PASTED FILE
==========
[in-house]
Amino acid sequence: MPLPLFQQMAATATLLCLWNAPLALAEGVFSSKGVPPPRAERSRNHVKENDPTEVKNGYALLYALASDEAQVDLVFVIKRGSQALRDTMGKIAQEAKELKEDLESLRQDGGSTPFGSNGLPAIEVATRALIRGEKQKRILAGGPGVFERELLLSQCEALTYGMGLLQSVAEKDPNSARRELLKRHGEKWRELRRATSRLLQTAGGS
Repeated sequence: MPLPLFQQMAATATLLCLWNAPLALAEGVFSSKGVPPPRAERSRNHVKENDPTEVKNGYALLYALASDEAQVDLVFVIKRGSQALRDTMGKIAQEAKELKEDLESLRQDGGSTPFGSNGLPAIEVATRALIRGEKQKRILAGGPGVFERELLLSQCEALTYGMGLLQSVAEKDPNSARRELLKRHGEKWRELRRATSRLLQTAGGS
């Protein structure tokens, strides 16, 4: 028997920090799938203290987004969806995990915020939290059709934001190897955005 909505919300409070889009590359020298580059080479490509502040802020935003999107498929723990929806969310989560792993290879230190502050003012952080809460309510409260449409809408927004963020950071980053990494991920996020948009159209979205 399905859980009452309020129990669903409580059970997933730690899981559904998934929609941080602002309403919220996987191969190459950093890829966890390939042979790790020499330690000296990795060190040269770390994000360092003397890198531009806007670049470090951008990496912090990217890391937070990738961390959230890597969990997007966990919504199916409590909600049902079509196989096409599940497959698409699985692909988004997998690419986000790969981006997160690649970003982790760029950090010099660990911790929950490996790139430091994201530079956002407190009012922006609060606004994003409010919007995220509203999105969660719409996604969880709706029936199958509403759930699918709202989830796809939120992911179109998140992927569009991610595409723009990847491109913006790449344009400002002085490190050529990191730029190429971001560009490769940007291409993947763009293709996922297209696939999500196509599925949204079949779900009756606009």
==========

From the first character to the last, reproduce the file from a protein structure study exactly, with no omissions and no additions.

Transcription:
[in-house]
Amino acid sequence: MPLPLFQQMAATATLLCLWNAPLALAEGVFSSKGVPPPRAERSRNHVKENDPTEVKNGYALLYALASDEAQVDLVFVIKRGSQALRDTMGKIAQEAKELKEDLESLRQDGGSTPFGSNGLPAIEVATRALIRGEKQKRILAGGPGVFERELLLSQCEALTYGMGLLQSVAEKDPNSARRELLKRHGEKWRELRRATSRLLQTAGGS
Repeated sequence: MPLPLFQQMAATATLLCLWNAPLALAEGVFSSKGVPPPRAERSRNHVKENDPTEVKNGYALLYALASDEAQVDLVFVIKRGSQALRDTMGKIAQEAKELKEDLESLRQDGGSTPFGSNGLPAIEVATRALIRGEKQKRILAGGPGVFERELLLSQCEALTYGMGLLQSVAEKDPNSARRELLKRHGEKWRELRRATSRLLQTAGGS
């Protein structure tokens, strides 16, 4: 028997920090799938203290987004969806995990915020939290059709934001190897955005 909505919300409070889009590359020298580059080479490509502040802020935003999107498929723990929806969310989560792993290879230190502050003012952080809460309510409260449409809408927004963020950071980053990494991920996020948009159209979205 399905859980009452309020129990669903409580059970997933730690899981559904998934929609941080602002309403919220996987191969190459950093890829966890390939042979790790020499330690000296990795060190040269770390994000360092003397890198531009806007670049470090951008990496912090990217890391937070990738961390959230890597969990997007966990919504199916409590909600049902079509196989096409599940497959698409699985692909988004997998690419986000790969981006997160690649970003982790760029950090010099660990911790929950490996790139430091994201530079956002407190009012922006609060606004994003409010919007995220509203999105969660719409996604969880709706029936199958509403759930699918709202989830796809939120992911179109998140992927569009991610595409723009990847491109913006790449344009400002002085490190050529990191730029190429971001560009490769940007291409993947763009293709996922297209696939999500196509599925949204079949779900009756606009």